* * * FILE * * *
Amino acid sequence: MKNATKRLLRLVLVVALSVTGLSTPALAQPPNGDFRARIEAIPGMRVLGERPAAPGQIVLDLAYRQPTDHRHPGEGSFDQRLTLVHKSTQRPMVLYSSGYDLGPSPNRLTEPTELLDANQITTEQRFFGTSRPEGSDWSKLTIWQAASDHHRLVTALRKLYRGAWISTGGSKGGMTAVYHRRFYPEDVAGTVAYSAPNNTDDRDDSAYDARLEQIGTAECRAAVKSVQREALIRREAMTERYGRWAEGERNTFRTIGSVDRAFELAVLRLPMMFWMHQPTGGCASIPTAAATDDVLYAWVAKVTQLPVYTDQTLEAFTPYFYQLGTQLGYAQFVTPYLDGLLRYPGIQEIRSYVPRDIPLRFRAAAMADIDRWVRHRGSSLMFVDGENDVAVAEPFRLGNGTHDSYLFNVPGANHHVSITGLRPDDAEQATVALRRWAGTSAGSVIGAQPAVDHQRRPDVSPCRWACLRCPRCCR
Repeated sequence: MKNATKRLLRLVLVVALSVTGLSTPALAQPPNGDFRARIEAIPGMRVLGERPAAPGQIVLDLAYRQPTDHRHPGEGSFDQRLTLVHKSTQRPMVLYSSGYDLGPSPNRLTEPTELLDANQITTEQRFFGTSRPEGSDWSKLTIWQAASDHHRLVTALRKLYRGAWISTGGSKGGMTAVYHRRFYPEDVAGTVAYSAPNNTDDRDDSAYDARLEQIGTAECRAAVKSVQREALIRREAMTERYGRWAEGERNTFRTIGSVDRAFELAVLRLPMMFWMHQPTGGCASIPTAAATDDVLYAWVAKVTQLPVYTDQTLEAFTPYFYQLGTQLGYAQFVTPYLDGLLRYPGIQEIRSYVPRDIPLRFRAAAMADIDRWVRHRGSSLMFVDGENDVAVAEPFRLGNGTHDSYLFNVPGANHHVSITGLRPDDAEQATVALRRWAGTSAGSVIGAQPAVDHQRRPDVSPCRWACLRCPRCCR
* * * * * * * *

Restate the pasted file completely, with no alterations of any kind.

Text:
Amino acid sequence: MKNATKRLLRLVLVVALSVTGLSTPALAQPPNGDFRARIEAIPGMRVLGERPAAPGQIVLDLAYRQPTDHRHPGEGSFDQRLTLVHKSTQRPMVLYSSGYDLGPSPNRLTEPTELLDANQITTEQRFFGTSRPEGSDWSKLTIWQAASDHHRLVTALRKLYRGAWISTGGSKGGMTAVYHRRFYPEDVAGTVAYSAPNNTDDRDDSAYDARLEQIGTAECRAAVKSVQREALIRREAMTERYGRWAEGERNTFRTIGSVDRAFELAVLRLPMMFWMHQPTGGCASIPTAAATDDVLYAWVAKVTQLPVYTDQTLEAFTPYFYQLGTQLGYAQFVTPYLDGLLRYPGIQEIRSYVPRDIPLRFRAAAMADIDRWVRHRGSSLMFVDGENDVAVAEPFRLGNGTHDSYLFNVPGANHHVSITGLRPDDAEQATVALRRWAGTSAGSVIGAQPAVDHQRRPDVSPCRWACLRCPRCCR
Repeated sequence: MKNATKRLLRLVLVVALSVTGLSTPALAQPPNGDFRARIEAIPGMRVLGERPAAPGQIVLDLAYRQPTDHRHPGEGSFDQRLTLVHKSTQRPMVLYSSGYDLGPSPNRLTEPTELLDANQITTEQRFFGTSRPEGSDWSKLTIWQAASDHHRLVTALRKLYRGAWISTGGSKGGMTAVYHRRFYPEDVAGTVAYSAPNNTDDRDDSAYDARLEQIGTAECRAAVKSVQREALIRREAMTERYGRWAEGERNTFRTIGSVDRAFELAVLRLPMMFWMHQPTGGCASIPTAAATDDVLYAWVAKVTQLPVYTDQTLEAFTPYFYQLGTQLGYAQFVTPYLDGLLRYPGIQEIRSYVPRDIPLRFRAAAMADIDRWVRHRGSSLMFVDGENDVAVAEPFRLGNGTHDSYLFNVPGANHHVSITGLRPDDAEQATVALRRWAGTSAGSVIGAQPAVDHQRRPDVSPCRWACLRCPRCCR